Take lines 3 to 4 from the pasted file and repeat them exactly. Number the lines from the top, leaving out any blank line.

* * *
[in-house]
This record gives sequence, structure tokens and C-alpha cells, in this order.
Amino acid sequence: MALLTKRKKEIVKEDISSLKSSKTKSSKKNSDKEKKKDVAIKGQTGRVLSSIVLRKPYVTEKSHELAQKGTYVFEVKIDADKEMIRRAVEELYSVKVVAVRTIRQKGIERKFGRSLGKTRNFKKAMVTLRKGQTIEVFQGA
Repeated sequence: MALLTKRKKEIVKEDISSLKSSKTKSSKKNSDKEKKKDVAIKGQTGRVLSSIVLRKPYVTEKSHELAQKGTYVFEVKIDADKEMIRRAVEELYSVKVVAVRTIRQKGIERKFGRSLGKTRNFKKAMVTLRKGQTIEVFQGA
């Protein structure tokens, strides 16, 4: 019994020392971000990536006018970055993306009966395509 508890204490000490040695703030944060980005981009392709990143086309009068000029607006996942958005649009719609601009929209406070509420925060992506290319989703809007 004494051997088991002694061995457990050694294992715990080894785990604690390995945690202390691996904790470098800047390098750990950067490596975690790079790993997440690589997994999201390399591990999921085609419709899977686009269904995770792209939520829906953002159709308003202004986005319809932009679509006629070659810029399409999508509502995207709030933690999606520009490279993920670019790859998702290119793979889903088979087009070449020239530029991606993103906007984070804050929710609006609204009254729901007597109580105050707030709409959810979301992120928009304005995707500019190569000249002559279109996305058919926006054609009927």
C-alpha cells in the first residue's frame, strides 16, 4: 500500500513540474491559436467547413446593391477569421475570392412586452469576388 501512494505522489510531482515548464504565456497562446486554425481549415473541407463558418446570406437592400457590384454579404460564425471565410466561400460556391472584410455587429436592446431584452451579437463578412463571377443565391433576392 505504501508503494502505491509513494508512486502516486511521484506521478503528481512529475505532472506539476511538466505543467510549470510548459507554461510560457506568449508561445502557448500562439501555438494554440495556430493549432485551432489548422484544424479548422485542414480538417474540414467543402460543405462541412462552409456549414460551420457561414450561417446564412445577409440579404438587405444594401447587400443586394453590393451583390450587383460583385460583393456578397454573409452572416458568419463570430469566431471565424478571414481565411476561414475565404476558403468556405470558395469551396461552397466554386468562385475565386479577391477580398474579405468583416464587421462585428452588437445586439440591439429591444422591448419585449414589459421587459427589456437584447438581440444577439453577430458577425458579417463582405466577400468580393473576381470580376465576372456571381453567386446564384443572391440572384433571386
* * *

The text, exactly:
Amino acid sequence: MALLTKRKKEIVKEDISSLKSSKTKSSKKNSDKEKKKDVAIKGQTGRVLSSIVLRKPYVTEKSHELAQKGTYVFEVKIDADKEMIRRAVEELYSVKVVAVRTIRQKGIERKFGRSLGKTRNFKKAMVTLRKGQTIEVFQGA
Repeated sequence: MALLTKRKKEIVKEDISSLKSSKTKSSKKNSDKEKKKDVAIKGQTGRVLSSIVLRKPYVTEKSHELAQKGTYVFEVKIDADKEMIRRAVEELYSVKVVAVRTIRQKGIERKFGRSLGKTRNFKKAMVTLRKGQTIEVFQGA